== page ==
A Stylized Predator-Prey-Invasive Species Model

For the 2016 Black Rock Forest Luncheon

The Lotka-Volterra Model

In nature, predator and prey populations interact constantly. Their competitive interactions are described by mathematical models that predict the dynamics of population ecology. Perhaps the most seminal of these models is the Lotka-Volterra model (Lotka 1910, 1920, 1925; Volterra 1926).

The basic Lotka-Volterra model is comprised of a coupled pair of fundamental equations that describe interactions, typically between two competing species, within a given system or setting (e.g. an ecology, an economy). In the classic predator-prey setting of Lotka-Volterra, given ample food, the prey population grows exponentially in isolation, but is constrained by encountering predators. Conversely, the predator population, relying upon prey for food, declines exponentially in the absence of sufficient prey; such decline is offset by encountering a supply of prey species. The coupled interaction of these two equations results in a cyclically fluctuating “growth and decline” dynamic that can continue indefinitely, under certain conditions, i.e. homeostasis.

Over the past century or so since first proposed by mathematician Alfred J. Lotka (based upon the logistic equation derived in 1825 by mathematician Pierre François Verhulst for describing the role of carrying capacity and resources in population dynamics), Lotka-Volterra has had wide-ranging application in describing the dynamics between many populations in nature (e.g. interdependencies between moose and wolf populations on Isle Royale in Lake Superior). In addition to ecology, the general framework has been applied to numerous other scientific fields and disciplines, including economics, resource competition, demography, population dynamics, speciation and epidemiology.

The Simulation

We have conducted a simple computational experiment to demonstrate how Lotka-Volterra type models apply to the study of population dynamics. This illustrative computational experiment applies a predator-prey-invasive species model to attendees at the luncheon to simulate how competitive interactions between species may influence relative population growth.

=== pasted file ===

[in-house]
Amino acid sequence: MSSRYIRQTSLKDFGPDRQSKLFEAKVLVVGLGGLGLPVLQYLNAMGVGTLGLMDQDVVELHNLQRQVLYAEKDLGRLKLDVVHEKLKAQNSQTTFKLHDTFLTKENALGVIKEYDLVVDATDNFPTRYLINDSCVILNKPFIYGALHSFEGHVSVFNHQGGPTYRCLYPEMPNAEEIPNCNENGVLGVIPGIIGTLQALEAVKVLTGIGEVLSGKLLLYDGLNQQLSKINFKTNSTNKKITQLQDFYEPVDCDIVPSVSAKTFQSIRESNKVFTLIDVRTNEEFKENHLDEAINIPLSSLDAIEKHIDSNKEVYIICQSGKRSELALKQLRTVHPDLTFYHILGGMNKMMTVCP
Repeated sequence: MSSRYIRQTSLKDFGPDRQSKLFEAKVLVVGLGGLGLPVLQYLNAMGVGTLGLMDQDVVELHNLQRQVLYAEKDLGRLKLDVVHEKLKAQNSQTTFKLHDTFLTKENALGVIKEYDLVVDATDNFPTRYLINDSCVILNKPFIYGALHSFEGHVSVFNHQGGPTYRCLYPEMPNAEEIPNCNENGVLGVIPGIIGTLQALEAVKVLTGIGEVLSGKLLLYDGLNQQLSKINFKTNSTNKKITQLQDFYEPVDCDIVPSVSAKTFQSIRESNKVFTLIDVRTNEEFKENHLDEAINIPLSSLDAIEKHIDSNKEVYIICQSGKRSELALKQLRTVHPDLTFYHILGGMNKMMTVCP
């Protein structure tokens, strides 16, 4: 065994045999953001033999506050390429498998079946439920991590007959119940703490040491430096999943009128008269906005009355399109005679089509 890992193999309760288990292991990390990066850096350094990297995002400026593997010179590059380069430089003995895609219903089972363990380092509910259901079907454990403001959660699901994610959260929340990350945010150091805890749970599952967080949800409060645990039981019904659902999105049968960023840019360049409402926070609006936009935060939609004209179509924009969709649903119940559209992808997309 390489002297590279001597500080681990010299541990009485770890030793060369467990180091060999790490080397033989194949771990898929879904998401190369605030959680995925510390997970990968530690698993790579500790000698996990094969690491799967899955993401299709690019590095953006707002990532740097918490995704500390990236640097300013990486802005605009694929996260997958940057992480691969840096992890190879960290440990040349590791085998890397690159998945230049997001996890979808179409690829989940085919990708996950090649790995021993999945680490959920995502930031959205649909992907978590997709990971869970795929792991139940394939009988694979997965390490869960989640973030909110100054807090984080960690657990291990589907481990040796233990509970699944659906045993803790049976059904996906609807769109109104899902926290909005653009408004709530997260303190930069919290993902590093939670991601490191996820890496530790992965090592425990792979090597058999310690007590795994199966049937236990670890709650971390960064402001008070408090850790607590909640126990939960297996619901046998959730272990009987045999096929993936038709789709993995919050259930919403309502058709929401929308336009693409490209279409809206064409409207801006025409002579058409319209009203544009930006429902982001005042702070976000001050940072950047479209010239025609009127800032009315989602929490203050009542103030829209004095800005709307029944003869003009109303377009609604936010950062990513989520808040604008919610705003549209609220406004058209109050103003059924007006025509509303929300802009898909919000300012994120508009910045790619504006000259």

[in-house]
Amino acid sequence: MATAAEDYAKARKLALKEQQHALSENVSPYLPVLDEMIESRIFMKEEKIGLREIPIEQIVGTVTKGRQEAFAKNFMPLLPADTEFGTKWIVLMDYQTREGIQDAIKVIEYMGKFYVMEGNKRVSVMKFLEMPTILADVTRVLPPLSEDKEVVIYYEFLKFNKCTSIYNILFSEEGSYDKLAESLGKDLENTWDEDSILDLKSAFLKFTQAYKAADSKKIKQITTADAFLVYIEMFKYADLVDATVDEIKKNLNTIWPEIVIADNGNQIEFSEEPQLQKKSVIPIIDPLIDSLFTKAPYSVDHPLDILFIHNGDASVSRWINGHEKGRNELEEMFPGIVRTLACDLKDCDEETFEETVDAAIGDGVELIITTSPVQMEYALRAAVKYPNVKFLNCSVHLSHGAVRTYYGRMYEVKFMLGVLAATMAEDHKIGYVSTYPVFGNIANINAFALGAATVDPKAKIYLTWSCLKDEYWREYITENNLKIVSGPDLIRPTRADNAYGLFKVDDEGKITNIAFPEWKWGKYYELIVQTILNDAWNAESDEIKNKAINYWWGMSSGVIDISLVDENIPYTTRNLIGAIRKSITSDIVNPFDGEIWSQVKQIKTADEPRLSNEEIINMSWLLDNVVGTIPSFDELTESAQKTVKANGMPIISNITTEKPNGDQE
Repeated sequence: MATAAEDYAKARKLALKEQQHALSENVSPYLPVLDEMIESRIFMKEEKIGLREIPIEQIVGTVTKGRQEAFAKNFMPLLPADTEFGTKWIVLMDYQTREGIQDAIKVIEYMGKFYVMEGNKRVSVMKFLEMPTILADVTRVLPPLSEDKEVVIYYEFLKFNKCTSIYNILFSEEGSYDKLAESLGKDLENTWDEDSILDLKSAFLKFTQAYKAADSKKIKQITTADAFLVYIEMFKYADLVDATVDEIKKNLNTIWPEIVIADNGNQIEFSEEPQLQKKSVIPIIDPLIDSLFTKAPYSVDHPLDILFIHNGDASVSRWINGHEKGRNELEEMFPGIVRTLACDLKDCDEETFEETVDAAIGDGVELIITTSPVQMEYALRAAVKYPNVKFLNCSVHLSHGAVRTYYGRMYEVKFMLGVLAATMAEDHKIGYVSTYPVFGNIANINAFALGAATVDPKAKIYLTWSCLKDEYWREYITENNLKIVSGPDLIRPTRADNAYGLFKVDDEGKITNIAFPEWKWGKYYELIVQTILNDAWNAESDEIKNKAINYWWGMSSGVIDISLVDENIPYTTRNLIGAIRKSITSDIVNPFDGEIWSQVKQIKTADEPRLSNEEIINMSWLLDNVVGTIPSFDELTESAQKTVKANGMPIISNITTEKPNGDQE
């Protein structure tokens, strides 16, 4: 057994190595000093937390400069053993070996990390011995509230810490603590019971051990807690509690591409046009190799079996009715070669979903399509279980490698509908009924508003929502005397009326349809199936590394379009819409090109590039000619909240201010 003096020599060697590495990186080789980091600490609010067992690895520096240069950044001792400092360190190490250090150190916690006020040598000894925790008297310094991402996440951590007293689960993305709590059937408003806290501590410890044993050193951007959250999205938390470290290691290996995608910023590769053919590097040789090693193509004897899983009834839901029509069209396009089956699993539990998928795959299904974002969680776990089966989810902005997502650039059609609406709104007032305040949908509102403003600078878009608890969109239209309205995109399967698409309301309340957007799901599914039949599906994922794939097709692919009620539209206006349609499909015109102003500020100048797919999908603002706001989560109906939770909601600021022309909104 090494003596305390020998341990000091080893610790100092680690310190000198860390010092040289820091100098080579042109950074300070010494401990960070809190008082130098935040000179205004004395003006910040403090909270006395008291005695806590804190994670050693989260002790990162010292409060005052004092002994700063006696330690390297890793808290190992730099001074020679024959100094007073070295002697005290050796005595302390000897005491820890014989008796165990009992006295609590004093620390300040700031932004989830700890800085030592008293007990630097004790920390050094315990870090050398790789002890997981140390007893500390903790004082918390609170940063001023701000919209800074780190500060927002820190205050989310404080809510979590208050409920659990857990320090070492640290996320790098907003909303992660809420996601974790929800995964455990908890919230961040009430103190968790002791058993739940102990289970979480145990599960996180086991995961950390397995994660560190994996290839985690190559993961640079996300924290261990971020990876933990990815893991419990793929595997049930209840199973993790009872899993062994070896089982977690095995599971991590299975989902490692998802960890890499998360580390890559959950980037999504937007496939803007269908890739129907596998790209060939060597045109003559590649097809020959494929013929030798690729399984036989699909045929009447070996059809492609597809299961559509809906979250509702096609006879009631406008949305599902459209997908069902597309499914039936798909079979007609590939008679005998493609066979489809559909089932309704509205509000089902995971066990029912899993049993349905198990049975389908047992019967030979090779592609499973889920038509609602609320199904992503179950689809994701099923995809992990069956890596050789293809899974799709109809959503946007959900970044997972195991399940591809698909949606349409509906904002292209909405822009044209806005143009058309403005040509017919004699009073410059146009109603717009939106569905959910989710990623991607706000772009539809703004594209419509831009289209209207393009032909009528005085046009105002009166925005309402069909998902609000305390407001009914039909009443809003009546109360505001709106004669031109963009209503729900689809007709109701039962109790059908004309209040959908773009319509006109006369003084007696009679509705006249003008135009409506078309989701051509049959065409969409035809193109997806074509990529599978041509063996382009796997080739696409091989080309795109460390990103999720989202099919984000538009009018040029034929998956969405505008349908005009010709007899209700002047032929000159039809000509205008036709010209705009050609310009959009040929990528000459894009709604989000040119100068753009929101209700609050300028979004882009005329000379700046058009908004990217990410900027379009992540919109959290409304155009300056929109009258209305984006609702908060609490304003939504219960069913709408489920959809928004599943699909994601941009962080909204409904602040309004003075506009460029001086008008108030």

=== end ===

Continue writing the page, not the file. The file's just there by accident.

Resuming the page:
Each attendee has been randomly (and anonymously) assigned to be one of three populations, each of which has been observed in or near Black Rock Forest: Eastern coyote (predator), wild turkey (prey), or Eurasian boar (invasive species). The Eurasian boar is generally considered to be an encroaching invasive species. Invasive species destabilize the ecosystem, by competing with native species for resources.

Over time, the population assigned to your location will interact with two adjacent populations, according to rules inspired by the Lotka-Volterra framework. Each “bubble” expands and contracts with the respective growth and decline of the population of its assigned species. Note: the computer simulation will periodically restart (after a trial of approximately 50 iterations), with a different final outcome likely to occur at the end of each trial.

In essence, each table represents an ecosystem comprised of local habitats, where species engage and interact by competing for local resources. Depending upon the initially assigned conditions (i.e. adjacent locations of competing species), and some degree of ongoing uncertainty, some ecosystems may survive or even thrive for many generations. However, other ecosystems may collapse due to inherently unstable conditions.

View Examples

Larger simulations best viewed on a desktop or laptop computer.

With thanks for conceptual design and funding from David K.A. Mordecai and Samantha Kappagoda at RiskEcon Lab @ NYU.

Code on Github.

Photo attributions: coyote by ForestWander Nature Photography; turkey by Laura Erickson; boar by Valentin Panzirsch.